Interviewer: Ryan Hall
Featured Guest: Jacob Hofer — theatre major & representative from State University Theatre .
Ryan: Do you have your silly interview hat on?
Jacob: Oh, I do.
R: Excellent, we are ready to begin. Who are you?
J: I am Jacob Hofer, and I was one of the actors in “The Nerd”.
R: Why theatre?
J: Originally I was in the nursing program, but I had a strong theatre background from high school. I’ve always really enjoyed it. When I got to SDSU, I found that nursing wasn’t for me, and I wanted to go back to what I was passionate about. I promptly switched to the– atre and have been happy ever since.
R: How many productions have you been in since you’ve been up here at SDSU?
J: “The Nerd” was actually only my second play here during the school year for the State University Theatre. I have been involved in a lot of our summer performances which is the Prairie Repertory Theatre.
R: Take us through the process. If someone would like to get into shows, how might they do so?
J: It starts with auditions. We put up posters all across campus advertising auditions for our different plays. You’ll show up to the audition with a prepared monologue or, a lot of times, they will ask you to simply dry read from the script. After you’ve auditioned, the cast list goes up, the people who got in, get in, and you start the rehearsal process from there.
R: Assuming you don’t make the cut, do they offer other ways to help out for those who still wish to do so?
J: Yes! We would love to have anyone involved in the theatre. We are a friendly group of people. There are a lot of other opportunities, besides acting, that are great to be involved in and a lot of fun as well.
R: Tell us about “The Nerd”
J: “The Nerd” is a comedy. What happens is there are these three friends: Tansy, Willum and Axel. Tansy is going to move away, and Willum is under a lot of stress as an architect. The stress is more compounded when one of his old army buddies — who actually saved his life—shows up, randomly, when he is very busy with a hotel project for a stern, ill-mannered man. This friend is, just as the title suggests, an extreme nerd. He is very bad with social situations and really awkward. So Willum, Tansy and Axel have to deal with this nerd as well as the boss Willum’s working for while he’s trying to get this hotel up and running. Wallgraves is the name of his stern, not-very-friendly boss.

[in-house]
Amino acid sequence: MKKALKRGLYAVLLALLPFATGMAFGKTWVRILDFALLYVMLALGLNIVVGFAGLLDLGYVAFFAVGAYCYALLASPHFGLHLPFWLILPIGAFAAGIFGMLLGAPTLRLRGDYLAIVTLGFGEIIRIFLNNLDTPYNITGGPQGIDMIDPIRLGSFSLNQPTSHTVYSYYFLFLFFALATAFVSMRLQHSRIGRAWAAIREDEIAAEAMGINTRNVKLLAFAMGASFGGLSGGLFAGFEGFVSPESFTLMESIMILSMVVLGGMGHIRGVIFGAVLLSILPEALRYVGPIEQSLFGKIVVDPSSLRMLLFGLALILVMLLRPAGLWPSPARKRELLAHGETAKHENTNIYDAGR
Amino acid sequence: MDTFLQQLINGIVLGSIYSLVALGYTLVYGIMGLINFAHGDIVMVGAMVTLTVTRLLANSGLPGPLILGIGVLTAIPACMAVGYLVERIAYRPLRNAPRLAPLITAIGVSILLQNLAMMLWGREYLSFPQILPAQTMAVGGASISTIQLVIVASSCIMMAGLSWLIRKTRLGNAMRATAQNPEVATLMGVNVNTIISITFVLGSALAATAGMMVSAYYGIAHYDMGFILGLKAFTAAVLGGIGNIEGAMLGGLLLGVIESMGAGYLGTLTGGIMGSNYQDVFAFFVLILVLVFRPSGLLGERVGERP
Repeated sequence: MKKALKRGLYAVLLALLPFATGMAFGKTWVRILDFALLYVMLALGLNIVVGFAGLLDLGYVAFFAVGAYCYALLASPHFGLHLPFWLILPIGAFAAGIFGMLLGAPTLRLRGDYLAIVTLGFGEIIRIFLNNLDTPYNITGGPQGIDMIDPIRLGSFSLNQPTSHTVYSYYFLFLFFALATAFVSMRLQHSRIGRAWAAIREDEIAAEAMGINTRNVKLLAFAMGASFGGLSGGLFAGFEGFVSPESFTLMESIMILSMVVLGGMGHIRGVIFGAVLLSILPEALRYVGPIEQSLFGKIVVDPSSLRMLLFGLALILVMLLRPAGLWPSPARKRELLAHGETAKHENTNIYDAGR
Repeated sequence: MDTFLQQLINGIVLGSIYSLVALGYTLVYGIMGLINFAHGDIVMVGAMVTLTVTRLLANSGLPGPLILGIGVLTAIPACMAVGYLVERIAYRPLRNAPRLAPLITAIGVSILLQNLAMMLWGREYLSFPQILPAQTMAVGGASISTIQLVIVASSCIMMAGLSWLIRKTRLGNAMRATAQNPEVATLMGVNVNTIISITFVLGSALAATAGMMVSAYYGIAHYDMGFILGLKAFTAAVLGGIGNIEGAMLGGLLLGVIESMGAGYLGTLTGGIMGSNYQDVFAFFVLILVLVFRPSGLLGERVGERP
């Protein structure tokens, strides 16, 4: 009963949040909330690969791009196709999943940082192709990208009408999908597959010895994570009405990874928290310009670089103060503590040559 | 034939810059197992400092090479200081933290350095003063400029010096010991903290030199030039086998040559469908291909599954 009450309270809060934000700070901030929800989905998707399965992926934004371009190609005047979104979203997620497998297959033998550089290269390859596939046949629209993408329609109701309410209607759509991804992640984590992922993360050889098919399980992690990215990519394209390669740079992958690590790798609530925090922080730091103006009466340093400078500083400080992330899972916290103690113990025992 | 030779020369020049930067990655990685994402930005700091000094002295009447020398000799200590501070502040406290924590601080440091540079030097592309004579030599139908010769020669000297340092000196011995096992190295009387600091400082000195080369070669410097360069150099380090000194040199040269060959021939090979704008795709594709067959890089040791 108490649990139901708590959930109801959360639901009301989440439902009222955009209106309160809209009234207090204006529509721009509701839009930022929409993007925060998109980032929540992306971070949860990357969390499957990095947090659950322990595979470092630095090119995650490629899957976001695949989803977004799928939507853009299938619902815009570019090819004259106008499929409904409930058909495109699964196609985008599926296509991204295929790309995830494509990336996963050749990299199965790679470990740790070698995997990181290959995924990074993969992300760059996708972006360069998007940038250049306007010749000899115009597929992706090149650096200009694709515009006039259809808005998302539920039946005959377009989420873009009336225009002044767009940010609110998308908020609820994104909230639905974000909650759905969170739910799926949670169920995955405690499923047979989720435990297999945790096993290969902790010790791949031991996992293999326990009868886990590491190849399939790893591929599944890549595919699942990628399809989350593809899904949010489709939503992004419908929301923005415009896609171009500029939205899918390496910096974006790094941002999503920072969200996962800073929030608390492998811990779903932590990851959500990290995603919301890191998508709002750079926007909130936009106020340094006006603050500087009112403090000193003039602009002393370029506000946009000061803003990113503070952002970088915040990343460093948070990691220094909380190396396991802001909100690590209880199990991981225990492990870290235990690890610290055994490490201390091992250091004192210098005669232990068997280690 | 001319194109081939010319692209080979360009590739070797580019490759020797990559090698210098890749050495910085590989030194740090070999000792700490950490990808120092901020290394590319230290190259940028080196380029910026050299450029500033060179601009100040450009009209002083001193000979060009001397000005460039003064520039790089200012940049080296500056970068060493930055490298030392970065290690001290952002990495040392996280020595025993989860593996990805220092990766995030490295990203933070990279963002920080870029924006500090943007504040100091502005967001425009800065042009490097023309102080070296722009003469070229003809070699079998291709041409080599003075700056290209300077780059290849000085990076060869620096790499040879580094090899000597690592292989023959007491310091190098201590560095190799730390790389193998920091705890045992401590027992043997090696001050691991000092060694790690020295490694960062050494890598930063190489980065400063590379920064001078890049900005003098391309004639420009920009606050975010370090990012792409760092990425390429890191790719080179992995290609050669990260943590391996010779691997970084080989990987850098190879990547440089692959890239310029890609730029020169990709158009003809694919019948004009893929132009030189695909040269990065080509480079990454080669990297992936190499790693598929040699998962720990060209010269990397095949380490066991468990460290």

R: Who did you play in “The Nerd”?
J: I played Axel. I was one of the friends,
Waldgraves is the name of his stern, not-very-friendly boss.
R: Who did you play in “The Nerd”?
J: I played Axel. I was one of the friends, I was actually a theater critic, which is ironic for you (laughs). I got to observe a lot of the action and make some witty remarks. He was a smart-aleck character, but he cared for his friends and he had them at heart. He was a fun character to play.
R: How did it compare to previous roles? Was he a challenge for you?
J: I was definitely challenged. It had been awhile since I had a bigger role in a show, so this was a unique challenge both for memorizing lines and building a bigger character. A bigger character is one with dimensions and layers; someone the audience can believe. It was a realistic play, and that was a challenge as well; to make a character real.
R: What’s next for you? Future plans?
J: I’ve auditioned for “Legally Blonde: The Musical” as well, because we had dual auditions this year. So we auditioned for “The Nerd” and “Legally Blonde” at the same time. I will actually be designing lights for “Legally Blonde” later this year, which I’m really looking forward to because that is the career area I want to go into professionally with theatre. Acting has always been something I’ve done alongside of lighting.
R: Any acting tips or advice?
J: If you come to auditions and you’re scared or nervous, just go out there and do your best. We’re all friendly people and we want to see new things. If you think of a weird way to play a character, go for it anyway. Go out there and give it a try. Theatre is a wonderful thing to get involved in, either technically or through acting. We are always looking for more people.
R: Alright, we’ve reached the silly question conclusion. Jacob Hofer, I now must ask you: pancakes or waffles?
J: Very, very tough question … probably the toughest question you’ve asked thus far. Although pancakes are flat and quite circular — I mean it’s very nice if you’re interested in even things with flat surfaces — I would honestly have to go with waffles. I am very much a syrup man and I really like the little pools that are created by the divots in the waffles. It’s very nice, it’s almost like a syrupy-waffley hot tub — if you will — that I then place the butter into and proceed to thoroughly enjoy from there.